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Australia’s productivity collapse may have been due to the reopening of the nation’s hospitality sector after COVID-19, new research suggests as separate analysis shows businesses with women on their boards are more likely to profitably adopt breakthroughs such as artificial intelligence.
But the work by the Productivity Commission and economists at the Reserve Bank shows that despite an improvement in productivity in recent months, the nation still faces an uphill battle to improve Australians’ living standards.
Businesses with female directors or who have a background in STEM were more likely to profitably adopt new technologies such as AI.Credit: iStock
Australia’s productivity growth rate, along with most other developed nations, has been declining for most of this century. It has prompted fears that without new technological breakthroughs, Australians will have to work longer and harder if they are to remain among the world’s richest people.
The most recent national accounts showed a 0.9 per cent lift in productivity through the September quarter, the first quarterly increase since the start of 2022.
Productivity Commission deputy chair Alex Robson said despite the turnaround in the September quarter, productivity levels were still 2.1 per cent lower over the past 12 months and only back to where they were in 2019.
He said a “productivity bubble” had emerged during the pandemic, when people temporarily moved out of low-productivity sectors such as hospitality, and into more productive areas.
“That bubble burst as workers returned to those lower-productivity sectors when pandemic-related restrictions eased. In the wake of this, we are only now seeing labour productivity approach pre-COVID levels,” he said.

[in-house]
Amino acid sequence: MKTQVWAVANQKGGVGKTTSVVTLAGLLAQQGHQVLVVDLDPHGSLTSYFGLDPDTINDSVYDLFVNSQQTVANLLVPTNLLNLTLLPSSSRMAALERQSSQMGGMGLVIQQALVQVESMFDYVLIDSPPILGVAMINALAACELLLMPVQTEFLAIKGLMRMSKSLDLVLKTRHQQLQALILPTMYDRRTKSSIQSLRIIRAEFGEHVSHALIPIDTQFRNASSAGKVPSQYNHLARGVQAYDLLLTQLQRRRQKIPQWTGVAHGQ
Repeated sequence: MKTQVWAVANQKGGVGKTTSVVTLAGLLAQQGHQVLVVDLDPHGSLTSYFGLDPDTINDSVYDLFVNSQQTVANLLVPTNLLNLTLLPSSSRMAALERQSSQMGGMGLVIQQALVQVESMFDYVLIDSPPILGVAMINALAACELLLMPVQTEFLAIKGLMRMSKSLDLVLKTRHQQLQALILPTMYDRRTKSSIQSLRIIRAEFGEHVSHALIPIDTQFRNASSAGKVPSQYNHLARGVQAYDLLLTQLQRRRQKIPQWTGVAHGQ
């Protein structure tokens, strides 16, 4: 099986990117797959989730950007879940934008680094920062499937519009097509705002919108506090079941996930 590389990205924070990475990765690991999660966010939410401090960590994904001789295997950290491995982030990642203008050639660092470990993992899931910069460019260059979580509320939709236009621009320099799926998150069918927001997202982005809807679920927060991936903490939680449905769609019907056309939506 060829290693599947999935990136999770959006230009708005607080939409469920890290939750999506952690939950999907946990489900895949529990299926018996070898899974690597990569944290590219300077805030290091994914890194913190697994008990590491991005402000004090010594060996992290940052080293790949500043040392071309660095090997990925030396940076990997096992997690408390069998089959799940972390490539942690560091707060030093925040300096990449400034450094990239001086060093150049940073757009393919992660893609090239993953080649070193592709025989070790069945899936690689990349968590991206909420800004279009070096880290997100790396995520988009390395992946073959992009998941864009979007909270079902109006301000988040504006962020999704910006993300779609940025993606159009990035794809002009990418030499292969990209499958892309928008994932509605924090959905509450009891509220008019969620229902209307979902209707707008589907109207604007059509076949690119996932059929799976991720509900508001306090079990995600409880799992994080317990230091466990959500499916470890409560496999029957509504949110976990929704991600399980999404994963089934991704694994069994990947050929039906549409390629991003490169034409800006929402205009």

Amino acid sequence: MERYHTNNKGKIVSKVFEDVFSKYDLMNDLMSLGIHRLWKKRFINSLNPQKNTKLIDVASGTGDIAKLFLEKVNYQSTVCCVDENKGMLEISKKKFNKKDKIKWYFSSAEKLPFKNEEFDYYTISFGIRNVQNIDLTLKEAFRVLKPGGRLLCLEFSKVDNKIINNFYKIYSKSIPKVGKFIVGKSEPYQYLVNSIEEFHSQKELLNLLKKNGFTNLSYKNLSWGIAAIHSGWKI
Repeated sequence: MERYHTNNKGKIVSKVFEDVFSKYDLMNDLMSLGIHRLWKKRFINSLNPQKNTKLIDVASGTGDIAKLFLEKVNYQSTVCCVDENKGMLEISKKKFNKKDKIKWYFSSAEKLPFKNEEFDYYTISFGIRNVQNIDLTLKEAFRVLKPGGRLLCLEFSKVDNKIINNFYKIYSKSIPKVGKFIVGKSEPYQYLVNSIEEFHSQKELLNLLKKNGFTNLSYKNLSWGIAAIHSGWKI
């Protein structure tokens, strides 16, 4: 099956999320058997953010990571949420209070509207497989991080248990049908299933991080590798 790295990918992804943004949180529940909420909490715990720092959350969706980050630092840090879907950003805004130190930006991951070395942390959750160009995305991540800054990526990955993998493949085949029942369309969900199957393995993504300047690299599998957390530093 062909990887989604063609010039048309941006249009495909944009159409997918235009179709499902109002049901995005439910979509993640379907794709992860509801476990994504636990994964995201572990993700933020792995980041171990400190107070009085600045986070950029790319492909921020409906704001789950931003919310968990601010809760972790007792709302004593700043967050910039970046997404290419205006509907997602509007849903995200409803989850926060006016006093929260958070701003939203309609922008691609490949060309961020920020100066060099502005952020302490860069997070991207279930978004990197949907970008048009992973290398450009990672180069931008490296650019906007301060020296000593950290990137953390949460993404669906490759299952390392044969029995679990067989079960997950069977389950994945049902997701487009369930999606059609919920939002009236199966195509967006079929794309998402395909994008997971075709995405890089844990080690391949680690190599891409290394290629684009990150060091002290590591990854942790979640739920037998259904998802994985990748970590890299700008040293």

Robson said while productivity was no longer in freefall, governments had to look at reforms that would enable the country to grow more efficiently, which would in turn boost Australians’ living standards.
“Australia’s productivity returning to 2019 levels is no cause for complacency, as that level came at the end of a decade of relatively weak productivity growth,” he said.
A key element to lifting productivity is businesses adopting new technologies that enable their staff to produce more goods and services at a lower cost.
Research from Reserve Bank economists Kim Nguyen and Jonathan Hambur, released on Thursday, found Australian businesses lagged their US counterparts when it came to adopting two so-called digital general-purpose technologies (GPT) – cloud computing and artificial intelligence/machine learning.
They found there had been a surge in the adoption of GPT during COVID-19, but this had since reverted to its low pre-pandemic level.
Businesses that did take up new technologies were more likely to be more profitable and have a better return on assets. But whether a business took the leap into new technologies often depended on the make-up of its board of directors.
According to Nguyen and Hambur, female directors and those with a STEM degree or masters in business administration ran firms that were more likely to adopt GPT and delivered better profits than those that ignored such breakthroughs.
“Firms with female representation on the board are more likely to increase their profitability post-adoption, adding to existing evidence on the benefits of within-firm diversity for firm performance,” they found.
“We also find evidence of the importance of director and worker skills in adoption. Having gender-diverse boards with a strong technical background is associated with a greater chance of profitable
The research was based on commentary in the earnings calls and annual reports of publicly listed companies, which was combined with information on business performance, management and hiring patterns.
Nguyen and Hambur said their research also showed the importance of businesses hiring skilled workers who were able to adopt and use GPT.
They said building a “skilled and dynamic” labour force was pivotal to boosting productivity at the business level, noting there was also scope to encourage businesses to invest more in emerging technologies.
“We do find evidence that it has become easier to profitably adopt GPT, which could support productivity growth going forward, particularly if firms are encouraged to invest and improve through strong competition,” they said.
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